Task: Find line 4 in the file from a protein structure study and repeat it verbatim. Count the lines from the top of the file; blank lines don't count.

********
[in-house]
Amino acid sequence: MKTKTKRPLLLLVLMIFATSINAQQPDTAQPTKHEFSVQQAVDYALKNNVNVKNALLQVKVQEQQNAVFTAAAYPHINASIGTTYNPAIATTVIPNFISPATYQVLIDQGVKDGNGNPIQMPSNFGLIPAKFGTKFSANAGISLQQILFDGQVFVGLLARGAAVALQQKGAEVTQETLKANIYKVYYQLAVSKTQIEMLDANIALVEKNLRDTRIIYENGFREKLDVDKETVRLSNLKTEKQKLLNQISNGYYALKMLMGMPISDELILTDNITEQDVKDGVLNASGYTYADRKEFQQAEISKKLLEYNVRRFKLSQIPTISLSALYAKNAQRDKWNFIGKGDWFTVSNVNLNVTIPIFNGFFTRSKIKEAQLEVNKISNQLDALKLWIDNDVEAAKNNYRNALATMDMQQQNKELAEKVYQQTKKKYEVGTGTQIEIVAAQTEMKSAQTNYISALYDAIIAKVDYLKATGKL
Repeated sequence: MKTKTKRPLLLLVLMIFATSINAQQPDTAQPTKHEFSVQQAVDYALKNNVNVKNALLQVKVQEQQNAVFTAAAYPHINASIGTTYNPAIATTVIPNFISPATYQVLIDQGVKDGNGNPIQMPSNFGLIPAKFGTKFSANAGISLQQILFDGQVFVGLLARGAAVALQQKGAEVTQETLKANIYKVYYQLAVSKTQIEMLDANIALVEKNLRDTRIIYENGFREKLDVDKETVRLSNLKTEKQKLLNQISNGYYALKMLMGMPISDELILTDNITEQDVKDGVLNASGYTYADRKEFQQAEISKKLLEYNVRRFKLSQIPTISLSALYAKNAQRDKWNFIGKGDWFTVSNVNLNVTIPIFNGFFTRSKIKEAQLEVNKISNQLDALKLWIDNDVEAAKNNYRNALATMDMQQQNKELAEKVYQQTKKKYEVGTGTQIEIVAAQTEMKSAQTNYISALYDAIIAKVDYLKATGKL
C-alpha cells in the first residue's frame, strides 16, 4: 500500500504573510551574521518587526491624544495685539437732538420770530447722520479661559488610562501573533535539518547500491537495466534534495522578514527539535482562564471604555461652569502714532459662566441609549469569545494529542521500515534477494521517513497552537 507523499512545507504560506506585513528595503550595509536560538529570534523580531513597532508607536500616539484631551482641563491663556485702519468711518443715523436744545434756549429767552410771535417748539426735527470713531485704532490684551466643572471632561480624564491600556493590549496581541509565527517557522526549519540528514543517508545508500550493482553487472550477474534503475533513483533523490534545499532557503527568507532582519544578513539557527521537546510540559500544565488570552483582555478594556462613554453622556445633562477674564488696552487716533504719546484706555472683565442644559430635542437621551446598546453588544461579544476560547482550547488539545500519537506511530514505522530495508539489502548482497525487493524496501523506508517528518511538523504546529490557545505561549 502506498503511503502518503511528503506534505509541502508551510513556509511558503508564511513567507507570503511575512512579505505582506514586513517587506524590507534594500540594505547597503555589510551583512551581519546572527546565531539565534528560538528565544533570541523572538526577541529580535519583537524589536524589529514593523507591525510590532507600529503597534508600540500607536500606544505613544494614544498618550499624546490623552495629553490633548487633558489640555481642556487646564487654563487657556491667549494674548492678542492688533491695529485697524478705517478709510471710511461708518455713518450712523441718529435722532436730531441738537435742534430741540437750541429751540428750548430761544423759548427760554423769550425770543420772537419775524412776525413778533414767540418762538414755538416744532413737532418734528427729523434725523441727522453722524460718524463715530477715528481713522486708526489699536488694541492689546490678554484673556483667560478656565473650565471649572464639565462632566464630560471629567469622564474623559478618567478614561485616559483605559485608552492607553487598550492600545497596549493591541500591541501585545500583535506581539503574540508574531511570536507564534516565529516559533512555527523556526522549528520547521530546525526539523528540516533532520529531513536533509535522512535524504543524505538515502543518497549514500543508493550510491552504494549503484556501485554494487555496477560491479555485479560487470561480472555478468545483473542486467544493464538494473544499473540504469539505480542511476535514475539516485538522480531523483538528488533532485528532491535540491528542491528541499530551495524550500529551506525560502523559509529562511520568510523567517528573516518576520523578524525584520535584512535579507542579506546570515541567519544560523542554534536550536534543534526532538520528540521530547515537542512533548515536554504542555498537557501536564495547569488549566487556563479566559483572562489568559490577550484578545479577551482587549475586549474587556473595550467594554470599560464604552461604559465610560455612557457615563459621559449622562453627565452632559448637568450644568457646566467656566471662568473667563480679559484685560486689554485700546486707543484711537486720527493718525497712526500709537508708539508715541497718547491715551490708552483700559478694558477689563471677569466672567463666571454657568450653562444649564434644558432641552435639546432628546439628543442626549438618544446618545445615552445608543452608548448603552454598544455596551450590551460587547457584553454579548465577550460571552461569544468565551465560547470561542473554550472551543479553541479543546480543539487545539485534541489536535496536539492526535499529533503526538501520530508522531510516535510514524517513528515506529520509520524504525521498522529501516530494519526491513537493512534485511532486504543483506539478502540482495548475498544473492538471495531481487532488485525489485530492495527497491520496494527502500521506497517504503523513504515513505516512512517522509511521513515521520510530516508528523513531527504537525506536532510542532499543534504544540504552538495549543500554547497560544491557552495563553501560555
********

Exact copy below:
C-alpha cells in the first residue's frame, strides 16, 4: 500500500504573510551574521518587526491624544495685539437732538420770530447722520479661559488610562501573533535539518547500491537495466534534495522578514527539535482562564471604555461652569502714532459662566441609549469569545494529542521500515534477494521517513497552537 507523499512545507504560506506585513528595503550595509536560538529570534523580531513597532508607536500616539484631551482641563491663556485702519468711518443715523436744545434756549429767552410771535417748539426735527470713531485704532490684551466643572471632561480624564491600556493590549496581541509565527517557522526549519540528514543517508545508500550493482553487472550477474534503475533513483533523490534545499532557503527568507532582519544578513539557527521537546510540559500544565488570552483582555478594556462613554453622556445633562477674564488696552487716533504719546484706555472683565442644559430635542437621551446598546453588544461579544476560547482550547488539545500519537506511530514505522530495508539489502548482497525487493524496501523506508517528518511538523504546529490557545505561549 502506498503511503502518503511528503506534505509541502508551510513556509511558503508564511513567507507570503511575512512579505505582506514586513517587506524590507534594500540594505547597503555589510551583512551581519546572527546565531539565534528560538528565544533570541523572538526577541529580535519583537524589536524589529514593523507591525510590532507600529503597534508600540500607536500606544505613544494614544498618550499624546490623552495629553490633548487633558489640555481642556487646564487654563487657556491667549494674548492678542492688533491695529485697524478705517478709510471710511461708518455713518450712523441718529435722532436730531441738537435742534430741540437750541429751540428750548430761544423759548427760554423769550425770543420772537419775524412776525413778533414767540418762538414755538416744532413737532418734528427729523434725523441727522453722524460718524463715530477715528481713522486708526489699536488694541492689546490678554484673556483667560478656565473650565471649572464639565462632566464630560471629567469622564474623559478618567478614561485616559483605559485608552492607553487598550492600545497596549493591541500591541501585545500583535506581539503574540508574531511570536507564534516565529516559533512555527523556526522549528520547521530546525526539523528540516533532520529531513536533509535522512535524504543524505538515502543518497549514500543508493550510491552504494549503484556501485554494487555496477560491479555485479560487470561480472555478468545483473542486467544493464538494473544499473540504469539505480542511476535514475539516485538522480531523483538528488533532485528532491535540491528542491528541499530551495524550500529551506525560502523559509529562511520568510523567517528573516518576520523578524525584520535584512535579507542579506546570515541567519544560523542554534536550536534543534526532538520528540521530547515537542512533548515536554504542555498537557501536564495547569488549566487556563479566559483572562489568559490577550484578545479577551482587549475586549474587556473595550467594554470599560464604552461604559465610560455612557457615563459621559449622562453627565452632559448637568450644568457646566467656566471662568473667563480679559484685560486689554485700546486707543484711537486720527493718525497712526500709537508708539508715541497718547491715551490708552483700559478694558477689563471677569466672567463666571454657568450653562444649564434644558432641552435639546432628546439628543442626549438618544446618545445615552445608543452608548448603552454598544455596551450590551460587547457584553454579548465577550460571552461569544468565551465560547470561542473554550472551543479553541479543546480543539487545539485534541489536535496536539492526535499529533503526538501520530508522531510516535510514524517513528515506529520509520524504525521498522529501516530494519526491513537493512534485511532486504543483506539478502540482495548475498544473492538471495531481487532488485525489485530492495527497491520496494527502500521506497517504503523513504515513505516512512517522509511521513515521520510530516508528523513531527504537525506536532510542532499543534504544540504552538495549543500554547497560544491557552495563553501560555